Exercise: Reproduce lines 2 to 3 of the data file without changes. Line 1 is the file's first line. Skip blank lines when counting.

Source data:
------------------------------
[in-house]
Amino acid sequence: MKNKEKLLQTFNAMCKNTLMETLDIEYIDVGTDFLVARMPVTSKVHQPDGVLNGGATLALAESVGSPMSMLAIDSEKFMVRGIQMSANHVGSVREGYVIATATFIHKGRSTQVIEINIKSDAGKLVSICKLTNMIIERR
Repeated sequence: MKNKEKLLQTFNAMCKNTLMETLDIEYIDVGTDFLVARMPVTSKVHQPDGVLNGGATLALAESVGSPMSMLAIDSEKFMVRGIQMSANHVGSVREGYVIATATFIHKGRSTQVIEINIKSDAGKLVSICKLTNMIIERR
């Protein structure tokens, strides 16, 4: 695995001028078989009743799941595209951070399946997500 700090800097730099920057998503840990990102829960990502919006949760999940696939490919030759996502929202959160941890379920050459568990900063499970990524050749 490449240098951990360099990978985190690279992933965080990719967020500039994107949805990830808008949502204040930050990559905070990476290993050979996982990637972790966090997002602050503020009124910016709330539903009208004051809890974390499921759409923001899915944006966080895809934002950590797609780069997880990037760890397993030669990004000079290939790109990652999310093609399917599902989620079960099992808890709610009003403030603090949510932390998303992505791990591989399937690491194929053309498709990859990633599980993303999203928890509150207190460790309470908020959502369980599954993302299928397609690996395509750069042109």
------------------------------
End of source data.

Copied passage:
Amino acid sequence: MKNKEKLLQTFNAMCKNTLMETLDIEYIDVGTDFLVARMPVTSKVHQPDGVLNGGATLALAESVGSPMSMLAIDSEKFMVRGIQMSANHVGSVREGYVIATATFIHKGRSTQVIEINIKSDAGKLVSICKLTNMIIERR
Repeated sequence: MKNKEKLLQTFNAMCKNTLMETLDIEYIDVGTDFLVARMPVTSKVHQPDGVLNGGATLALAESVGSPMSMLAIDSEKFMVRGIQMSANHVGSVREGYVIATATFIHKGRSTQVIEINIKSDAGKLVSICKLTNMIIERR